Telling stories is a tactic that many organizations are interested in or are currently using. But just because a story is a story does not mean it’s destined to raise the big bucks. Storytelling for fundraising is different from a great testimonial quote highlighted in a direct mail piece. This article is an introduction to storytelling for fundraising. Here you’ll find all the resources you need to get started or improve your current storytelling efforts.
Non-Profit Storytelling Defined
The basic way I explain storytelling to my students and clients is that stories are a series of facts told with details and emotion.
At their very core, non-profit stories are always factual accounts of something that happened. That is a series of facts. But what makes it more than a timeline is weaving in details and emotions.
It’s the difference between saying “my child was born on May 5” versus “after two days of labour that included a drive to the hospital in traffic, I held my child for the first time in the middle of the day on May 5. Seeing them for the first time was just as everyone always says. Perfect.”
Andy Goodman also has a good take on what storytelling is. This comes from Andy’s interview, On Storytelling, in the Winter 2018 issue of Change Agent. “A story starts with a person who, in some way, shape or form, is not content with the status quo. They want to change something, get something, give something, they need to change the status quo in some way, so this sets them off on a journey. Along the way, they’re going to run into various barriers and obstacles. How they deal with those barriers or obstacles will reveal things about their character, or the character of their organization.
In the end, they will either obtain this thing that they were going for, or not, but there will be some change in them or the world as a result of this journey. That journey, hopefully, will have meaning not only for them but for us, the audience, as well. To me, that is what a story is all about.”
Reflect: How do you define storytelling? Is your definition informed by your non-profit’s work? If so, how?
Why Storytelling for Fundraising Matters
Storytelling is a tool that can enhance your fundraising work. Whether it’s a fundraising appeal or a donor stewardship piece, storytelling helps donors see their impact in action. And the more we can help donors connect to the vision of what their donations can make possible, the more likely we are to succeed in securing more gifts.
For example, in the research I did for The State of Storytelling, 61% of the surveyed nonprofits reported telling stories in direct mail, that channel that saw the second-best improvement from stories, with 17% of nonprofits reporting an improvement. One respondent reported a 20% improvement in year-end giving.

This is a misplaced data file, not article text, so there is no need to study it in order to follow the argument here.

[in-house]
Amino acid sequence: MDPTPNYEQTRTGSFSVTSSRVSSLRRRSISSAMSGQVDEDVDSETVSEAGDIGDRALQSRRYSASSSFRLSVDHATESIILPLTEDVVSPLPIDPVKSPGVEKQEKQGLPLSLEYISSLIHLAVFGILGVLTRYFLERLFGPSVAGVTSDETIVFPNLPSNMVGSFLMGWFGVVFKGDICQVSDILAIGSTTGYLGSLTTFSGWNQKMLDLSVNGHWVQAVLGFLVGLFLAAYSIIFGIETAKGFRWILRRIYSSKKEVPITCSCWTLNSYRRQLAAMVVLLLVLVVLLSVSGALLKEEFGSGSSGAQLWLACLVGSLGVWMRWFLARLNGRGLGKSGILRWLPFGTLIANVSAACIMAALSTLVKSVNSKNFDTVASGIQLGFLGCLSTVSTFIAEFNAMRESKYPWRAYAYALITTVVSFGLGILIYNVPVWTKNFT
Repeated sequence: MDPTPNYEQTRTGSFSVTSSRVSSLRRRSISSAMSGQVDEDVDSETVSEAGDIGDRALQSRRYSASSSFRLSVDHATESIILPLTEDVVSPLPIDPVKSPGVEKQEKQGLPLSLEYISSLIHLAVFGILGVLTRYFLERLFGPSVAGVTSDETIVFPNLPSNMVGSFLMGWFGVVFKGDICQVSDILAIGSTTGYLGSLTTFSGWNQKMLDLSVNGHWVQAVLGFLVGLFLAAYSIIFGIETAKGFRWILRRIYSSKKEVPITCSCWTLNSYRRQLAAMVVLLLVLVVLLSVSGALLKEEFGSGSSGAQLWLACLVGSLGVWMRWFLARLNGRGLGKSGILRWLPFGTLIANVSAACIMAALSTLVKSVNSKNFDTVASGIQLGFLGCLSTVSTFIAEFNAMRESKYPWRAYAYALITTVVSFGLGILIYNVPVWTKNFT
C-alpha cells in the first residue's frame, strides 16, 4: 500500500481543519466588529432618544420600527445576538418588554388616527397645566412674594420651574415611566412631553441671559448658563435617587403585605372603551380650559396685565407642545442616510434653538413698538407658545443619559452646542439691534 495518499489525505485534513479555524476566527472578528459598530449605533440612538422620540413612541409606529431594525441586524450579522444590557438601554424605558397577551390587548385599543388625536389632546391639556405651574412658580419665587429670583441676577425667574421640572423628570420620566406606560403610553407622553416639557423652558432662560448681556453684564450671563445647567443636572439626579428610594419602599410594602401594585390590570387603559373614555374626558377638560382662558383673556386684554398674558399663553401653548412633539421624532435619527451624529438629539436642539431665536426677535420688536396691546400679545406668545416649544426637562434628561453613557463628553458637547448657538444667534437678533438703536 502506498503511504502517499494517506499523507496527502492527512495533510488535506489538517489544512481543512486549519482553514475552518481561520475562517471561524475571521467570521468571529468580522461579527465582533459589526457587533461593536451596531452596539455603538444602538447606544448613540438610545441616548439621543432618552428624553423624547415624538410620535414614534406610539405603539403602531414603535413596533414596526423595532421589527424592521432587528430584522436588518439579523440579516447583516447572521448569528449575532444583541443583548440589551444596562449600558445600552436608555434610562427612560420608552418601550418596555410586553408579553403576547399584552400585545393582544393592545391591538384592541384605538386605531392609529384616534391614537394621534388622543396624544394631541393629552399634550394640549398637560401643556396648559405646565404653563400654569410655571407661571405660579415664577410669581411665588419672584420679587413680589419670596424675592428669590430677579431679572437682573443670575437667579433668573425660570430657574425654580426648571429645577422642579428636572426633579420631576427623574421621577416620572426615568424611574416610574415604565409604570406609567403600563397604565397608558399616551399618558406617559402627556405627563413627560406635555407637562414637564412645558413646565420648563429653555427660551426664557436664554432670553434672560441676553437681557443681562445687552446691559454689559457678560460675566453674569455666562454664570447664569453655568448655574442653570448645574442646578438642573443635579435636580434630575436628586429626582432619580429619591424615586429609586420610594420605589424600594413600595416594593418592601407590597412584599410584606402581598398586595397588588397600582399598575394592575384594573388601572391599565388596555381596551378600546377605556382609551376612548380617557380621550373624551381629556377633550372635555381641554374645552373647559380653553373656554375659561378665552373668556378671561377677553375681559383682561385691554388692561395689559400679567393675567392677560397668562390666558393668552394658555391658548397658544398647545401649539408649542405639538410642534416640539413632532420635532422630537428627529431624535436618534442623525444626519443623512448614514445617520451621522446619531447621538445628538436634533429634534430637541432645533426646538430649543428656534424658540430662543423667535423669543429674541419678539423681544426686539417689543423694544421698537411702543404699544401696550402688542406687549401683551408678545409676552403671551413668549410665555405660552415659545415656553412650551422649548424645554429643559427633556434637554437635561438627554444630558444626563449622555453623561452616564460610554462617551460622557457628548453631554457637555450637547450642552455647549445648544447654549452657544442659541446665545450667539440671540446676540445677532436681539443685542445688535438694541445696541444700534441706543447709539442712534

If you’re interested in more research on how storytelling is helping non-profits get fundraising results, check out a whitepaper I co-authored with Network For Good called The State of Storytelling.
Beyond asking, I also see storytelling as a tool to enhance the donor experience. For instance, you could customize your donor stewardship with stories that reflect donors’ interests or their location. Recently, I worked with a client on a geo-targeted stewardship campaign that used stories from local communities. The email campaign had on average 5% higher open rates than usual.
Best Practices for Non-Profit Storytelling
There are a lot of best practices for non-profit storytelling. In my experience, there are 4 that matter when you are telling stories to raise money.
- Have a process for finding stories – If your organization sees storytelling as a long-term tactic, having a process for finding stories is essential. This includes what you do to source stories, how you capture story leads, and what you do during story interviews. Map out the step-by-step process and put times on your calendar to get it done. Read more about creating your storytelling process here.
- Story Structure – Understanding the compelling story structure for fundraising appeals is a game-changer. This structure will give you a roadmap for writing and even help you think through better story interview questions. I have an in-depth video on the story structure here.
- Repurpose your content – If there was one thing I could help all non-profits avoid it’s only using a piece of content once. Your content has way more mileage in it than a single post on social media or an email. Give it the hype it deserves by repurposing and resharing your content regularly. Not only does this help you stay on message, but it also lessens the workload of content creation. One tip I have to help you get organized and maximize your content is to create a content bank.
- Do more of what works – When I think about storytelling, I think it’s key to look at what’s getting you results. Are there certain types of stories that your audience responds to? Is a certain medium working better than another? Constantly ask questions about your data to understand what’s working and focus more of your time and resources on that.
Examples of Non-Profit Stories
To wrap, I want to share some examples of non-profit stories that you can add to your inspiration bank.
- How to Tell Stories like charity: water
- How to Tell Stories like Best Friends Animal Society – even if you don’t work with animals, there’s a lot you can learn from how Best Friends tells stories!
- How to Tell Stories like St. Jude’s
- How Catholic Volunteer Network Curates Great Stories Online
- Learn from Furniture Bank – How Stories Make for Great Content